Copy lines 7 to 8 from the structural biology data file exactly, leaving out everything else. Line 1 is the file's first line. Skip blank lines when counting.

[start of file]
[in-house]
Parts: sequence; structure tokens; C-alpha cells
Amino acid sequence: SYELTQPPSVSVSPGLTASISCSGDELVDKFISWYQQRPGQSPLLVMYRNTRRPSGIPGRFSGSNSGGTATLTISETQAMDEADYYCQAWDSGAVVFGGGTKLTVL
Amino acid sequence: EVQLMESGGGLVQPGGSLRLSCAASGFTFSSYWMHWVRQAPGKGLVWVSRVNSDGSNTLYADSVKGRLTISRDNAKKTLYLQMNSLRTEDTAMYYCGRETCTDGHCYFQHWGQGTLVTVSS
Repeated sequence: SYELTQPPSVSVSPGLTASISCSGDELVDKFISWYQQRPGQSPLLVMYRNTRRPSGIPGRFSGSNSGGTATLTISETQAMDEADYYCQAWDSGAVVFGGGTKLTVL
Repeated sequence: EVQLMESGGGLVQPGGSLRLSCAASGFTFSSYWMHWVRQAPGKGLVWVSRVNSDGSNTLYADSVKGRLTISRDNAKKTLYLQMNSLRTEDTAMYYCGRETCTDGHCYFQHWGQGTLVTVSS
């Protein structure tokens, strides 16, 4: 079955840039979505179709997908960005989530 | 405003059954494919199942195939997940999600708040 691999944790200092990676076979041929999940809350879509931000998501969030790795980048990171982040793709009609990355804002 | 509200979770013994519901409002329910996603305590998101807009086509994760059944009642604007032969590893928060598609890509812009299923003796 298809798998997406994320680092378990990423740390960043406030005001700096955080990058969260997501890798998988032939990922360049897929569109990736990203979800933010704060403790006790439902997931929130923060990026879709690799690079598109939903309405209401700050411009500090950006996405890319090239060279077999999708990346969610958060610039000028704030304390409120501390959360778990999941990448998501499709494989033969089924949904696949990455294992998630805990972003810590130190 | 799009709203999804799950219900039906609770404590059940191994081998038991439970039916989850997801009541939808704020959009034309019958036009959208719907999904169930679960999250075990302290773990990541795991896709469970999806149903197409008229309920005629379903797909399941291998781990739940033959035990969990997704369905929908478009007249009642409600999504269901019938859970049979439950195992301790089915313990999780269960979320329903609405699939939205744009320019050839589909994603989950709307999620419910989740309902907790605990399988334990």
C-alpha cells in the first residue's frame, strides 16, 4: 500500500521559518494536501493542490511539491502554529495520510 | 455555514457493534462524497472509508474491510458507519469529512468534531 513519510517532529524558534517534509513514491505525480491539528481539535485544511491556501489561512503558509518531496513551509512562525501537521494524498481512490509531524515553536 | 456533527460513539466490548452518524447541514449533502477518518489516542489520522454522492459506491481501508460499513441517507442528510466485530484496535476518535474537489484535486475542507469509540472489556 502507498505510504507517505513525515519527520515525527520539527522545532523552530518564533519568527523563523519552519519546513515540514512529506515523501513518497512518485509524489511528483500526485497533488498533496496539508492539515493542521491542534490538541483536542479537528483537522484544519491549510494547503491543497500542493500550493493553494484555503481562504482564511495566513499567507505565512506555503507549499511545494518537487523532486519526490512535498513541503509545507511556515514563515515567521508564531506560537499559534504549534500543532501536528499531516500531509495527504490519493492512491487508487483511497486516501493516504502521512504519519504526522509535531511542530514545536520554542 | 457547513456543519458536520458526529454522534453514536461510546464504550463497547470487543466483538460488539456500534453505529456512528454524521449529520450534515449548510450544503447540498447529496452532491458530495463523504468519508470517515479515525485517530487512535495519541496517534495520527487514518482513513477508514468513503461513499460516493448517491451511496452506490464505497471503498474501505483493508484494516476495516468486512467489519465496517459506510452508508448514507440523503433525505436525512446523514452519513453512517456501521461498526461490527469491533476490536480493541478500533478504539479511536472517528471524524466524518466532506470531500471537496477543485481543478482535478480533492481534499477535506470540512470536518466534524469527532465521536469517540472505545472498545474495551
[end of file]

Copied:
């Protein structure tokens, strides 16, 4: 079955840039979505179709997908960005989530 | 405003059954494919199942195939997940999600708040 691999944790200092990676076979041929999940809350879509931000998501969030790795980048990171982040793709009609990355804002 | 509200979770013994519901409002329910996603305590998101807009086509994760059944009642604007032969590893928060598609890509812009299923003796 298809798998997406994320680092378990990423740390960043406030005001700096955080990058969260997501890798998988032939990922360049897929569109990736990203979800933010704060403790006790439902997931929130923060990026879709690799690079598109939903309405209401700050411009500090950006996405890319090239060279077999999708990346969610958060610039000028704030304390409120501390959360778990999941990448998501499709494989033969089924949904696949990455294992998630805990972003810590130190 | 799009709203999804799950219900039906609770404590059940191994081998038991439970039916989850997801009541939808704020959009034309019958036009959208719907999904169930679960999250075990302290773990990541795991896709469970999806149903197409008229309920005629379903797909399941291998781990739940033959035990969990997704369905929908478009007249009642409600999504269901019938859970049979439950195992301790089915313990999780269960979320329903609405699939939205744009320019050839589909994603989950709307999620419910989740309902907790605990399988334990």
C-alpha cells in the first residue's frame, strides 16, 4: 500500500521559518494536501493542490511539491502554529495520510 | 455555514457493534462524497472509508474491510458507519469529512468534531 513519510517532529524558534517534509513514491505525480491539528481539535485544511491556501489561512503558509518531496513551509512562525501537521494524498481512490509531524515553536 | 456533527460513539466490548452518524447541514449533502477518518489516542489520522454522492459506491481501508460499513441517507442528510466485530484496535476518535474537489484535486475542507469509540472489556 502507498505510504507517505513525515519527520515525527520539527522545532523552530518564533519568527523563523519552519519546513515540514512529506515523501513518497512518485509524489511528483500526485497533488498533496496539508492539515493542521491542534490538541483536542479537528483537522484544519491549510494547503491543497500542493500550493493553494484555503481562504482564511495566513499567507505565512506555503507549499511545494518537487523532486519526490512535498513541503509545507511556515514563515515567521508564531506560537499559534504549534500543532501536528499531516500531509495527504490519493492512491487508487483511497486516501493516504502521512504519519504526522509535531511542530514545536520554542 | 457547513456543519458536520458526529454522534453514536461510546464504550463497547470487543466483538460488539456500534453505529456512528454524521449529520450534515449548510450544503447540498447529496452532491458530495463523504468519508470517515479515525485517530487512535495519541496517534495520527487514518482513513477508514468513503461513499460516493448517491451511496452506490464505497471503498474501505483493508484494516476495516468486512467489519465496517459506510452508508448514507440523503433525505436525512446523514452519513453512517456501521461498526461490527469491533476490536480493541478500533478504539479511536472517528471524524466524518466532506470531500471537496477543485481543478482535478480533492481534499477535506470540512470536518466534524469527532465521536469517540472505545472498545474495551